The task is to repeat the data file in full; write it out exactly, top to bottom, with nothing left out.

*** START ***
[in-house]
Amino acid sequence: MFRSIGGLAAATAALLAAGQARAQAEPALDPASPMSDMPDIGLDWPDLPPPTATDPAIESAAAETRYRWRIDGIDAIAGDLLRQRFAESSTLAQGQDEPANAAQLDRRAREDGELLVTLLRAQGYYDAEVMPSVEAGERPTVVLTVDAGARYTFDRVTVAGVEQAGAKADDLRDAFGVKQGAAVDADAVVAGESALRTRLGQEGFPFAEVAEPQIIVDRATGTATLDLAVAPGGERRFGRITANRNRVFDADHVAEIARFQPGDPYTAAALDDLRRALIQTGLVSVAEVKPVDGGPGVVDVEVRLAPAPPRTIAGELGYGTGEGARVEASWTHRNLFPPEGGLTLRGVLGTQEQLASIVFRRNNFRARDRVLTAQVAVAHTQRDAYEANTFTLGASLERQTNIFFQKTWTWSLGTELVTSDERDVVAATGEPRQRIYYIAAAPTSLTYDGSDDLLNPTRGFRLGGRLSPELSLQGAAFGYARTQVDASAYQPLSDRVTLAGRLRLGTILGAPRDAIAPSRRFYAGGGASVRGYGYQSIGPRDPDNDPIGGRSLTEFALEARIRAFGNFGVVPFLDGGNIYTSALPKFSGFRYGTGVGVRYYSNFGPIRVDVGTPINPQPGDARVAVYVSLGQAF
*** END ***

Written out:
[in-house]
Amino acid sequence: MFRSIGGLAAATAALLAAGQARAQAEPALDPASPMSDMPDIGLDWPDLPPPTATDPAIESAAAETRYRWRIDGIDAIAGDLLRQRFAESSTLAQGQDEPANAAQLDRRAREDGELLVTLLRAQGYYDAEVMPSVEAGERPTVVLTVDAGARYTFDRVTVAGVEQAGAKADDLRDAFGVKQGAAVDADAVVAGESALRTRLGQEGFPFAEVAEPQIIVDRATGTATLDLAVAPGGERRFGRITANRNRVFDADHVAEIARFQPGDPYTAAALDDLRRALIQTGLVSVAEVKPVDGGPGVVDVEVRLAPAPPRTIAGELGYGTGEGARVEASWTHRNLFPPEGGLTLRGVLGTQEQLASIVFRRNNFRARDRVLTAQVAVAHTQRDAYEANTFTLGASLERQTNIFFQKTWTWSLGTELVTSDERDVVAATGEPRQRIYYIAAAPTSLTYDGSDDLLNPTRGFRLGGRLSPELSLQGAAFGYARTQVDASAYQPLSDRVTLAGRLRLGTILGAPRDAIAPSRRFYAGGGASVRGYGYQSIGPRDPDNDPIGGRSLTEFALEARIRAFGNFGVVPFLDGGNIYTSALPKFSGFRYGTGVGVRYYSNFGPIRVDVGTPINPQPGDARVAVYVSLGQAF